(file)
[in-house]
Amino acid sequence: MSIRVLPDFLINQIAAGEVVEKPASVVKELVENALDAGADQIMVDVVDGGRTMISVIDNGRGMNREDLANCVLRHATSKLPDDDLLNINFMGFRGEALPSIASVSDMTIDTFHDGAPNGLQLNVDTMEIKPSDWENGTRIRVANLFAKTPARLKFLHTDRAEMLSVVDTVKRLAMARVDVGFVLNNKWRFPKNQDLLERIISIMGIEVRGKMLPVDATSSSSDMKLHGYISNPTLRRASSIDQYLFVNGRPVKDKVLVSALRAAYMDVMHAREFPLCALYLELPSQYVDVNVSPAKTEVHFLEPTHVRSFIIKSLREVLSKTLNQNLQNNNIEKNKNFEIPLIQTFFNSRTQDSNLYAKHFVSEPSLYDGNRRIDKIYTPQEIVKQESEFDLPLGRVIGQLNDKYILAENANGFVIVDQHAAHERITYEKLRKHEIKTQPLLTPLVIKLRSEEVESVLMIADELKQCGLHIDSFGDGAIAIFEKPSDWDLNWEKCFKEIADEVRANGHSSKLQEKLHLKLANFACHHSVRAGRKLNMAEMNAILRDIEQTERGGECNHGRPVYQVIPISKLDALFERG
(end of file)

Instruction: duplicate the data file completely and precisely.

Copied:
[in-house]
Amino acid sequence: MSIRVLPDFLINQIAAGEVVEKPASVVKELVENALDAGADQIMVDVVDGGRTMISVIDNGRGMNREDLANCVLRHATSKLPDDDLLNINFMGFRGEALPSIASVSDMTIDTFHDGAPNGLQLNVDTMEIKPSDWENGTRIRVANLFAKTPARLKFLHTDRAEMLSVVDTVKRLAMARVDVGFVLNNKWRFPKNQDLLERIISIMGIEVRGKMLPVDATSSSSDMKLHGYISNPTLRRASSIDQYLFVNGRPVKDKVLVSALRAAYMDVMHAREFPLCALYLELPSQYVDVNVSPAKTEVHFLEPTHVRSFIIKSLREVLSKTLNQNLQNNNIEKNKNFEIPLIQTFFNSRTQDSNLYAKHFVSEPSLYDGNRRIDKIYTPQEIVKQESEFDLPLGRVIGQLNDKYILAENANGFVIVDQHAAHERITYEKLRKHEIKTQPLLTPLVIKLRSEEVESVLMIADELKQCGLHIDSFGDGAIAIFEKPSDWDLNWEKCFKEIADEVRANGHSSKLQEKLHLKLANFACHHSVRAGRKLNMAEMNAILRDIEQTERGGECNHGRPVYQVIPISKLDALFERG